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Store walnuts in the refrigerator up to 6 months, or in your freezer for longer than 6 months. Walnuts go rancid when exposed to warm temperatures for long periods of time. Heat causes the fat in walnuts to change structure, which creates off odors and flavors. Fresh walnuts smell mildly nutty and taste sweet. If your walnuts smell like paint thinner, you know they’re rancid. And if they’re rancid, you should throw them away. Walnuts will keep indefinitely in the freezer.

When storing walnuts in your refrigerator, store them away from foods with strong odors (e.g. fish, cabbage, onions). Walnuts can absorb the flavors of other foods.

Walnuts are rich in polyunsaturated fat, which, when exposed to heat and air, does oxidize quickly, so if you chop them up it is best to store in an airtight container in the refrigerator or freezer to ensure freshness. Chopping does not affect the nutritional value as long as they are stored properly.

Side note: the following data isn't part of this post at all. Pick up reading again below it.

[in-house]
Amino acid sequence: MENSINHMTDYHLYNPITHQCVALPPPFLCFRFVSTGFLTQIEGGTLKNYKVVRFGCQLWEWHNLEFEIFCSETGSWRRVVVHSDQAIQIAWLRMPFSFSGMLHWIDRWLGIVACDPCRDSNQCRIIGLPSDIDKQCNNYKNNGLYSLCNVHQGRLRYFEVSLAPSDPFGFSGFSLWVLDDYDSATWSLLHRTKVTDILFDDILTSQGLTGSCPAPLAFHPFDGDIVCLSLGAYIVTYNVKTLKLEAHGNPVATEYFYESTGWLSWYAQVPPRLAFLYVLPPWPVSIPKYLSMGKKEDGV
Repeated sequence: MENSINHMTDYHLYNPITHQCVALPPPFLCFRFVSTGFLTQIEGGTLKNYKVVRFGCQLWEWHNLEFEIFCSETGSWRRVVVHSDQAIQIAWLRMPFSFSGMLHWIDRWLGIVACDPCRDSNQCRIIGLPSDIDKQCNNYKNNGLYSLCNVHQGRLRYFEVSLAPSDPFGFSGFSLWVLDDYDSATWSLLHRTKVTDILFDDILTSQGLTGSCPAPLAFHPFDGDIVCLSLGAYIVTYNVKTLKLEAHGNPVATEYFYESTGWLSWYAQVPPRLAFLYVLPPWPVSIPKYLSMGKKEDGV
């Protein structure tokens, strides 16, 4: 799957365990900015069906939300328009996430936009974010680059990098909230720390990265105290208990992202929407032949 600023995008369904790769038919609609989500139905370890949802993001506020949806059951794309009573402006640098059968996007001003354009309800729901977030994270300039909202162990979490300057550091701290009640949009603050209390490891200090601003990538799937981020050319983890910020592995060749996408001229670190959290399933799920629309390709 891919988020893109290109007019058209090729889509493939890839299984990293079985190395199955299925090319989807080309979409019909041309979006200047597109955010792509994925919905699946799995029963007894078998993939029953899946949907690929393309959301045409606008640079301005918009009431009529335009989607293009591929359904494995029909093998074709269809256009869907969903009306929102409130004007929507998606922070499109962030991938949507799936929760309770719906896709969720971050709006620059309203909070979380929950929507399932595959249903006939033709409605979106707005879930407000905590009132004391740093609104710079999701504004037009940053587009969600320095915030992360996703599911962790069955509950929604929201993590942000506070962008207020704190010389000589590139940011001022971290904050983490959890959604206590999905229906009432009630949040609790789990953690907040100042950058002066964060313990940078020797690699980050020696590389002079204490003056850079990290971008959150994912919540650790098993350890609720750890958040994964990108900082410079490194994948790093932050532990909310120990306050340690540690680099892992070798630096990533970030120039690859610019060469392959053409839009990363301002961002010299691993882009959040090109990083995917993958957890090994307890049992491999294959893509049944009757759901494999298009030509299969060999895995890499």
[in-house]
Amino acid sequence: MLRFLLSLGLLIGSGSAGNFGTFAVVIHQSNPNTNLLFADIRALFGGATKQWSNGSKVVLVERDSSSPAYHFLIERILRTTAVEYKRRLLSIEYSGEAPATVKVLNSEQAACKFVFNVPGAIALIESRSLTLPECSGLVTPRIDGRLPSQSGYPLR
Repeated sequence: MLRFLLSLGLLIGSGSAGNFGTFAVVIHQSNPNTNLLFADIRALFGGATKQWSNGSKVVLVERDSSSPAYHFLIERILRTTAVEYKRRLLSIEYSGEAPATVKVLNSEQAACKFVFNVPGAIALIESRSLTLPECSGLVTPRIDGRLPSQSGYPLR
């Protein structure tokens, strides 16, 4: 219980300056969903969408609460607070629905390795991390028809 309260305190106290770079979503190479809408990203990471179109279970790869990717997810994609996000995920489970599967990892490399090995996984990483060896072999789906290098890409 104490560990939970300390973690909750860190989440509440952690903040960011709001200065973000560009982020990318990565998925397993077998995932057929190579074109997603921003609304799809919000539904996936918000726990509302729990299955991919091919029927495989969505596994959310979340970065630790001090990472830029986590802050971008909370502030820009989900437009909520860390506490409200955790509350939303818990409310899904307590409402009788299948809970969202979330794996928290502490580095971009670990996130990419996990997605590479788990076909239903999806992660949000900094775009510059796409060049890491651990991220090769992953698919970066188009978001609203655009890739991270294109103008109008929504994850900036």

Walnuts: 1 ounce = 14 halves          1 cup chopped walnuts or halves = 120 grams.

One ounce of English walnuts contains: 18 grams of total fat, 2.5 grams of omega-3 fatty acids (ALA), 4 grams carbohydrates, 2 grams fiber.

Toasting Walnuts:

    OVEN: Bake on a cookie sheet at 350 degrees for about 8-10 minutes, checking frequently.

    MICROWAVE: Spread walnuts in a single layer in a microwave safe plate. Microwave on High for 5-6 minutes, stirring every 2 minutes.

    STOVE TOP: Cook walnuts in a dry skillet on Medium High heat for 3-5 minutes, stirring frequently.

For additional informaiton:
California Walnut Commission



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